Signs of life – and more cuts – in San Diego
After some nine months on the market – an amount of time that would have been unthinkable for a trophy paper like this just a few years ago – the Union-Tribune today was sold to Platinum Equity, a Beverly Hills buyout shop that specializes in turning around distressed businesses.
Back in the day, would-be purchasers would have swarmed the Union-Tribune and bid the price to the stratosphere. Prior to her death in 2004, just about every publishing CEO in America would schlep to La Jolla on his private jet once or twice a year to beg the late owner, Helen Copley, to sell the paper to him, money being no object.
But the paper, which reports that its sales have fallen by a staggering 40% since 2006, had languished on the market since July, a triple victim of skepticism over the future of newspapers, the collapse of the San Diego housing market and the cratering global economy.
The price Platinum will pay for the paper was not revealed, but the Voice of San Diego said real estate experts pegged the value of 13 prime acres owned bythe paper at more than $100 million. San Diego City Beat said the sale price was approximately $15 million, a number too low to believe if the estimated value of the real estate is anywhere near correct. The Wall Street Journal put the price at “less than $50 million,” which sounds more believable.
The prospective new owners gave some insight into their likely operating philosophy by announcing they will be advised by David Black, the acquisitive and efficiency-minded Canadian publishing entrepreneur who in recent years scooped up papers from Akron to Honolulu and encircled the struggling Seattle dailies with a network of seemingly prosperous weeklies.
Shortly after buying the Akron Beacon-Journal in the summer of 2006, Black reduced the newsroom staff by 25% and eliminated jobs in other departments throughout the plant. Earlier this year, Black cut the newsroom of the Honolulu Star-Bulletin by 18% as the paper was turned into a tabloid.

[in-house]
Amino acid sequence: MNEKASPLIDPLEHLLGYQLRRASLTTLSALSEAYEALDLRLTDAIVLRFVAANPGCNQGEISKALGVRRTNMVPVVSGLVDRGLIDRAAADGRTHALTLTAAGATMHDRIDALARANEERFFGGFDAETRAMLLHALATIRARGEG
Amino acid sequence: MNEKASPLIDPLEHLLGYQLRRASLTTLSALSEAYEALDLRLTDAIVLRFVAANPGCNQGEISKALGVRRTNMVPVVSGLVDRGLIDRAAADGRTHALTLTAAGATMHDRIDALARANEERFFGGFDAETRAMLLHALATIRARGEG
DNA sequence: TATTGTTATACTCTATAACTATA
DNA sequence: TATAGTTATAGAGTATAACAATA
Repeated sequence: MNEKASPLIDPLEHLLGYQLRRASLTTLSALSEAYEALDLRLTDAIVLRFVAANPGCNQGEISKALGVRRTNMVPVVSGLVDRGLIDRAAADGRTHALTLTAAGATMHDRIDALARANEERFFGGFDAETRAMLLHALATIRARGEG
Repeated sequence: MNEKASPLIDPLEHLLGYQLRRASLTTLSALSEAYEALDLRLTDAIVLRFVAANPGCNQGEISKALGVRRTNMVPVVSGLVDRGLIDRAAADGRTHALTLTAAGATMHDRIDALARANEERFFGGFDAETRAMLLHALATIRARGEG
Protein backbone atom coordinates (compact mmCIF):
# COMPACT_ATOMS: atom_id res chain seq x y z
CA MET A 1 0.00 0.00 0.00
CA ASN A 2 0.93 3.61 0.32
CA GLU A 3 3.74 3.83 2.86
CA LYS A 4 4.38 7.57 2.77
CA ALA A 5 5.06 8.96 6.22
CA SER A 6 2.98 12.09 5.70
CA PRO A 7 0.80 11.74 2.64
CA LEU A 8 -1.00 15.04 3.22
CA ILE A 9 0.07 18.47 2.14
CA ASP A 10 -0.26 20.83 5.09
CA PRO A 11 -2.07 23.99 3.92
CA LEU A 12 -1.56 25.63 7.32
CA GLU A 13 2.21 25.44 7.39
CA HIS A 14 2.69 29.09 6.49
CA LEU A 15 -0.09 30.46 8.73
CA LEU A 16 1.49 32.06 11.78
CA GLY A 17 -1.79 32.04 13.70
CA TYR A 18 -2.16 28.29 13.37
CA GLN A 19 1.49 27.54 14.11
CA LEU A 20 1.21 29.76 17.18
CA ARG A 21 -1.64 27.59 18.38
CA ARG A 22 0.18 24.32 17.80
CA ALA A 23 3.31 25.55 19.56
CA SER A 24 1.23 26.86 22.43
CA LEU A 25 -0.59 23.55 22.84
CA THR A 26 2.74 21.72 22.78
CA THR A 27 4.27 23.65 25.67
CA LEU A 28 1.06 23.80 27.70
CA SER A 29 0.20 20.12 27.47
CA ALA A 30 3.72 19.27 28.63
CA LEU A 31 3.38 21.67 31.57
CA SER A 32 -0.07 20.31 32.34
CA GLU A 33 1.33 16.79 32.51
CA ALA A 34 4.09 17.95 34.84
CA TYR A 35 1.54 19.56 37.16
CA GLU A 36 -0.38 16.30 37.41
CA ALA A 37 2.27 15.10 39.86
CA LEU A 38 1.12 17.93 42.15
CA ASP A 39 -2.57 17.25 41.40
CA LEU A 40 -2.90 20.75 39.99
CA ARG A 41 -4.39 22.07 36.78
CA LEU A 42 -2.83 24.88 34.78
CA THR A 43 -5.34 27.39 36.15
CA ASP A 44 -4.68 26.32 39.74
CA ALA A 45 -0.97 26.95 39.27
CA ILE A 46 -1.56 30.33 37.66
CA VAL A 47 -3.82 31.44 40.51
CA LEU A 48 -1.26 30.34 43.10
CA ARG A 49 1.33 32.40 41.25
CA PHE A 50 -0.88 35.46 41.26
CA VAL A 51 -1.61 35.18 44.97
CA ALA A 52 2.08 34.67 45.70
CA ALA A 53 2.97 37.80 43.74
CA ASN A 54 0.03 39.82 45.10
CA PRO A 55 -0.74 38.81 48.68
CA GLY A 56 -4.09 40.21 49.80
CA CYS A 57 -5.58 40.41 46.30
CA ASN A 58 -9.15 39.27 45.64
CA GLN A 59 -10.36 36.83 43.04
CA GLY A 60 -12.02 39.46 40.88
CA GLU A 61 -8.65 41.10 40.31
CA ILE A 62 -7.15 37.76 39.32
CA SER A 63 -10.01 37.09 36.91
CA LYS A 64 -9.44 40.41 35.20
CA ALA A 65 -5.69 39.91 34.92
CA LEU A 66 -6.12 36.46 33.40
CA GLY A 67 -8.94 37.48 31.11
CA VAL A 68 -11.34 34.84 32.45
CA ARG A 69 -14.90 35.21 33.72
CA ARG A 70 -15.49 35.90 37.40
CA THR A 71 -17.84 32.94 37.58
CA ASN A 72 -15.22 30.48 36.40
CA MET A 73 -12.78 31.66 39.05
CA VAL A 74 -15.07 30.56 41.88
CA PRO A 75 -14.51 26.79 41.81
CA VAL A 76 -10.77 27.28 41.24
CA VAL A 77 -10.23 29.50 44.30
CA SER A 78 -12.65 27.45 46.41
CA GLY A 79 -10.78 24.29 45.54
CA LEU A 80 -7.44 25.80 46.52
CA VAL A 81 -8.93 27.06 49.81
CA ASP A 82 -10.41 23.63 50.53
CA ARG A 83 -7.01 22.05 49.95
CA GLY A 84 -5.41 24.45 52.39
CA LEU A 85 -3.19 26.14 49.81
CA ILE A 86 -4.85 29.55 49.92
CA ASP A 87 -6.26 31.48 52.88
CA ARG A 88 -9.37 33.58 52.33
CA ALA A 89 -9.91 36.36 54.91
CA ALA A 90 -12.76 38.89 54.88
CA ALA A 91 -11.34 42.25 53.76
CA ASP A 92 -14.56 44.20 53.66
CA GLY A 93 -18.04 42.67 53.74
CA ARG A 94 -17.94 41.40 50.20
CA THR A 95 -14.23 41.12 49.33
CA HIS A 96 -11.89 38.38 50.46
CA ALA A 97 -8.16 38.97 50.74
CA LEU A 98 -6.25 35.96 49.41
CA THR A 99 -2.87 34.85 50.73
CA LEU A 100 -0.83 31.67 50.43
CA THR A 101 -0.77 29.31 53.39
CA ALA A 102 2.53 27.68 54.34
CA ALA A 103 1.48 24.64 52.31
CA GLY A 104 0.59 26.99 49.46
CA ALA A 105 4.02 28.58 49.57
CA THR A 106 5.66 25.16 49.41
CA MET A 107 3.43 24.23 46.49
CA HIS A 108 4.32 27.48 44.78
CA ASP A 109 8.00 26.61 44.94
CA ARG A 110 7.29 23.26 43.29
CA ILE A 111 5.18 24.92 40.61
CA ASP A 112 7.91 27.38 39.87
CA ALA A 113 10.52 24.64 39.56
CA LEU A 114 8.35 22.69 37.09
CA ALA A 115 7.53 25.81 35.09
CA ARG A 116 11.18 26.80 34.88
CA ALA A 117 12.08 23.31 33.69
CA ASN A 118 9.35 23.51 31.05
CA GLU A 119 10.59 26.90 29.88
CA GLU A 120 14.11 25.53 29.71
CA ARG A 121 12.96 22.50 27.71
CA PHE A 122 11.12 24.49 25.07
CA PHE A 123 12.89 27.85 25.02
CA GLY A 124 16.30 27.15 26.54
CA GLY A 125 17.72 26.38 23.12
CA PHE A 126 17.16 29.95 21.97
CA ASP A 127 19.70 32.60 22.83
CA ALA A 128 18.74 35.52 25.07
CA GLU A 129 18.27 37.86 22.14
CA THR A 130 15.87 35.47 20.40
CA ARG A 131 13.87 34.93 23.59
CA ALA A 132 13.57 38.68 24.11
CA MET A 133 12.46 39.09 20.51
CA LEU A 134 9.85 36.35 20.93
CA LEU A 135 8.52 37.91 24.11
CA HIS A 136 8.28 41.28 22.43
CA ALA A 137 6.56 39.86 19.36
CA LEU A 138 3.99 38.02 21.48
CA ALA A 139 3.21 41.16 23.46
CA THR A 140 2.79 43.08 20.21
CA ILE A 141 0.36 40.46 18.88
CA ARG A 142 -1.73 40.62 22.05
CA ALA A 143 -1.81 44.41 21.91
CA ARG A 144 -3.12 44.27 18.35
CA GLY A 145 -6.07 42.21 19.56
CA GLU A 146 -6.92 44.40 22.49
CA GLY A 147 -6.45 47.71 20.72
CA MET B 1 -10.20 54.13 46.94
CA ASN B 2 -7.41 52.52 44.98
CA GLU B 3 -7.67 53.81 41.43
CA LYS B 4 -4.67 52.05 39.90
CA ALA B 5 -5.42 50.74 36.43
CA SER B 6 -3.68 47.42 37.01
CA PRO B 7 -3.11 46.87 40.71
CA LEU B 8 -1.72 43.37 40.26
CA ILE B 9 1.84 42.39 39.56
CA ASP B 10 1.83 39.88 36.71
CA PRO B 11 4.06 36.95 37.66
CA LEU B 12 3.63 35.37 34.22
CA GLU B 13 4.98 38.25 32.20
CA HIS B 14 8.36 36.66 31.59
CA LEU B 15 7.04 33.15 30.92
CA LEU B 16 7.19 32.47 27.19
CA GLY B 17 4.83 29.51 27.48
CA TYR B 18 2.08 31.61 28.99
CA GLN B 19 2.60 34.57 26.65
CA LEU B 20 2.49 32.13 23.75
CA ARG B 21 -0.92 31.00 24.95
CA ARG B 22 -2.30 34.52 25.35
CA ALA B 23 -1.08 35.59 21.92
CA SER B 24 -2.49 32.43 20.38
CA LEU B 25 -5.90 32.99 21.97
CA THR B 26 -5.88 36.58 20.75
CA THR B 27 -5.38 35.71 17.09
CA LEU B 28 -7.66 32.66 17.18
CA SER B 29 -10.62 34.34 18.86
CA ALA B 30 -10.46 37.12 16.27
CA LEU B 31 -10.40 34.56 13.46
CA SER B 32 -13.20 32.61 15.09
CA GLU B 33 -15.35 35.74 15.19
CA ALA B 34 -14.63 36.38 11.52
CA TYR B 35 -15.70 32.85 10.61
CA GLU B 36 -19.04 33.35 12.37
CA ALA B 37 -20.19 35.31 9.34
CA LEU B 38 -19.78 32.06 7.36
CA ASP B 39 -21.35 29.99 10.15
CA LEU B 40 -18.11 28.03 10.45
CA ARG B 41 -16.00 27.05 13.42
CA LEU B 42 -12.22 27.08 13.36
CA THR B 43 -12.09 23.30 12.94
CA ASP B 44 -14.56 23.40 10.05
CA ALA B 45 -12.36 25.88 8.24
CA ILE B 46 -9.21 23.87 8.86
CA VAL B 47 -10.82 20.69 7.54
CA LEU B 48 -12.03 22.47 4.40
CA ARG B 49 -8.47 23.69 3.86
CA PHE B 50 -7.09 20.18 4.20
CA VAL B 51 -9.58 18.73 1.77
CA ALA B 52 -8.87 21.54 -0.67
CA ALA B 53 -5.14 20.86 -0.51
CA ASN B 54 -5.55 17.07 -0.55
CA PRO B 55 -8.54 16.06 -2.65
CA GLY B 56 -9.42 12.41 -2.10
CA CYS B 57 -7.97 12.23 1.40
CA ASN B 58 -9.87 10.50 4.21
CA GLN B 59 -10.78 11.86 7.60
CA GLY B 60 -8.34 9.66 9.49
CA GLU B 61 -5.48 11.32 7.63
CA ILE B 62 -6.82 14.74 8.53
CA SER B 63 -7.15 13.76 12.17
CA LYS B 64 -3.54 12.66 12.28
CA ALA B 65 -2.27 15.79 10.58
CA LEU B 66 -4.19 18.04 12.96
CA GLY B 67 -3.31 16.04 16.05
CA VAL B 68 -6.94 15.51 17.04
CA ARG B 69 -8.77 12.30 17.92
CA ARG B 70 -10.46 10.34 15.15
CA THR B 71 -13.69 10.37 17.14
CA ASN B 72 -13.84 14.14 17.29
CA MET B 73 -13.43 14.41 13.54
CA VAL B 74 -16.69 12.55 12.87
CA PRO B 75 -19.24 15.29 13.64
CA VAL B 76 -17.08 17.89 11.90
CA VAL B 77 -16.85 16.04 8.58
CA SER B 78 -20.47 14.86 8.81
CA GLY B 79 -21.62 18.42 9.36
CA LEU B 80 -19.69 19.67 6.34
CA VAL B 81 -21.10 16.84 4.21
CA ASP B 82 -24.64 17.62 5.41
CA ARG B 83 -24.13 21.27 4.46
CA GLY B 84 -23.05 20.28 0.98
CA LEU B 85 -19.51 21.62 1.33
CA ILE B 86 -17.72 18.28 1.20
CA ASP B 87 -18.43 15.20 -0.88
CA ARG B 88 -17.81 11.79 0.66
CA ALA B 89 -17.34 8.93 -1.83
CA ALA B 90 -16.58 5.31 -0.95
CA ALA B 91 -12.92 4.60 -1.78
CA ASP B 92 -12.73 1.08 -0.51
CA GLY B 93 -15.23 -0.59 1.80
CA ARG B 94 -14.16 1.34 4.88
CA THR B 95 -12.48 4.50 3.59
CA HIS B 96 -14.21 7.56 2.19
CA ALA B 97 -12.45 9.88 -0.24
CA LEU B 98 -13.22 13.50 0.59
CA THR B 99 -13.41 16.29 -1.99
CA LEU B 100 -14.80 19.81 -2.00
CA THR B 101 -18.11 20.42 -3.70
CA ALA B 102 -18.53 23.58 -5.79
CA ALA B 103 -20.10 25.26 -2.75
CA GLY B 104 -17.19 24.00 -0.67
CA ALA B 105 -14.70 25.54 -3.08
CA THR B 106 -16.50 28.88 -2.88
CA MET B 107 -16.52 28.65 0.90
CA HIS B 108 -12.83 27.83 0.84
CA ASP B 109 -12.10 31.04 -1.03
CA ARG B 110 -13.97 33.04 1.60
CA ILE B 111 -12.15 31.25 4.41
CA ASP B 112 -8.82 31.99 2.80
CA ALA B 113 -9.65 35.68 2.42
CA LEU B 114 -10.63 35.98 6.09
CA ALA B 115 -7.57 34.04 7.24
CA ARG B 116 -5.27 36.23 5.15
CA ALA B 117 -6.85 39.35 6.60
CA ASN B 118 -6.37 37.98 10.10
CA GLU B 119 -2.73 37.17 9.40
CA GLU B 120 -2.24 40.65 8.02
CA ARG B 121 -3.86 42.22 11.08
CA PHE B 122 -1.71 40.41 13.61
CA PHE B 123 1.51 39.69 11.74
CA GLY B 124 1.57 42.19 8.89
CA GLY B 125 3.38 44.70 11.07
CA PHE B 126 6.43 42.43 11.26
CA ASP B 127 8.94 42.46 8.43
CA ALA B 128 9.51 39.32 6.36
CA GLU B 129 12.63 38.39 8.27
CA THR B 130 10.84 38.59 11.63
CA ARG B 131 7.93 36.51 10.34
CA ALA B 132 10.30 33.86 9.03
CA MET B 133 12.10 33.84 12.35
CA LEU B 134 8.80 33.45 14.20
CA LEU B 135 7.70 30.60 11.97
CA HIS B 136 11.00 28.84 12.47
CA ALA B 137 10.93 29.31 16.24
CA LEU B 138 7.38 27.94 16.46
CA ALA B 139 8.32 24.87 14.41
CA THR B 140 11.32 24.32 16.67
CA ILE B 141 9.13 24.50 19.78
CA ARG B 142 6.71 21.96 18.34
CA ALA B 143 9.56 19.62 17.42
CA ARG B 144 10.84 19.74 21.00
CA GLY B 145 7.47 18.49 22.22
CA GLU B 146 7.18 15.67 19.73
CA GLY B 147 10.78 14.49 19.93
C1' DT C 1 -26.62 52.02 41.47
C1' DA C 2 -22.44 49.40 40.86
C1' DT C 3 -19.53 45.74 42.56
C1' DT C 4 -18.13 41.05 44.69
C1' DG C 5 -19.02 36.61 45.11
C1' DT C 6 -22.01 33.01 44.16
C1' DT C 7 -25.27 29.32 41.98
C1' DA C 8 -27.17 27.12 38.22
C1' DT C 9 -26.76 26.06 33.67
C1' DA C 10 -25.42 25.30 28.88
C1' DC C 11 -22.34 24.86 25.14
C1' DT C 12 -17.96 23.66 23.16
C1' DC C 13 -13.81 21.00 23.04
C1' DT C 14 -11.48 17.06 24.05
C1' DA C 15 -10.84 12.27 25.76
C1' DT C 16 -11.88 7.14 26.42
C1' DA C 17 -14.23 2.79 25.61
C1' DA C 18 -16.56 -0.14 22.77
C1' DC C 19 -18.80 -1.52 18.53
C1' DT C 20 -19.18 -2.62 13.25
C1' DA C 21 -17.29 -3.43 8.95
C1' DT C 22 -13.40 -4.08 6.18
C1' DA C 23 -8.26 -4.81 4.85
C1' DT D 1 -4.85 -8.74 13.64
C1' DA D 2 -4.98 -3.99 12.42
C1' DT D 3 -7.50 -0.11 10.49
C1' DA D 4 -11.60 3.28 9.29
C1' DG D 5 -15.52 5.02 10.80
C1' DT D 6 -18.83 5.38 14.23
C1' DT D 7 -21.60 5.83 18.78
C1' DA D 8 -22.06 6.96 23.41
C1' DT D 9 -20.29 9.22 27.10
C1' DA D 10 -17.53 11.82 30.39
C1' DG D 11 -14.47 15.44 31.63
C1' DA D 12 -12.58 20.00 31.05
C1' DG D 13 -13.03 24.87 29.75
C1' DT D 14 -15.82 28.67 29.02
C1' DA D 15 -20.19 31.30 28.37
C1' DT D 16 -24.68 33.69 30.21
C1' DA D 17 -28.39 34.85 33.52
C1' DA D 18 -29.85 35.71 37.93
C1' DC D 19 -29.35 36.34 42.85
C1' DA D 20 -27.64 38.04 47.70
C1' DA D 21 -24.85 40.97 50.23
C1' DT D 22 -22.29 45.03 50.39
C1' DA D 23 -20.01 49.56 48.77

Together, Platinum and Black are poised “to bring a strong operational focus” to the Union-Tribune, according to a statement issued by Louis Samson, the Platinum executive who is piloting the transaction.
That bit of finance-ese means the new management will be seeking ways to wring fresh efficiencies out of the newspaper, which has undergone a series of staff cuts for the last three years to both respond to falling sales and groom its bottom line to appeal to potential purchasers.
The newsroom has been chopped by about a third to about 250 individuals from more than 350 people in 2007. In January, the company warned it might have to make further staff cuts and imposed mandatory unpaid furloughs, froze merit pay increases and suspended contributions to 401k accounts, according to this article in the paper.
These and certain other economies may be required by Platinum before it closes the deal.
Private-equity buyers like Platinum focus on cost cutting in the early days after they buy a company to be sure they are able to produce sufficient profits to repay the debt they borrow to finance a deal. If they fail to do so, the deal can go sour, as occurred in the bankruptcies that quickly followed the buyouts of the Tribune Co., Minneapolis Star Tribune and Philadelphia Newspapers LLC.
In the fullness of time, Platinum also would hope to raise revenues through improved sales management and an eventual uptick in the general economy. Financially oriented buyers like Platinum generally plan to sell a refurbished company for a handsome profit within three to seven years after they buy it.
With such papers as the Austin American-Statesman, Miami Herald and Chicago Sun-Times on the block, other bargain-hunting investors will pay close attention to this deal to see if it is something they want to try for themselves.
Who knows? If Platinum turns the Union-Tribune back into the sort of prized asset it used to be, that might put some life into the flat-lining shares of the publicly traded newspaper companies.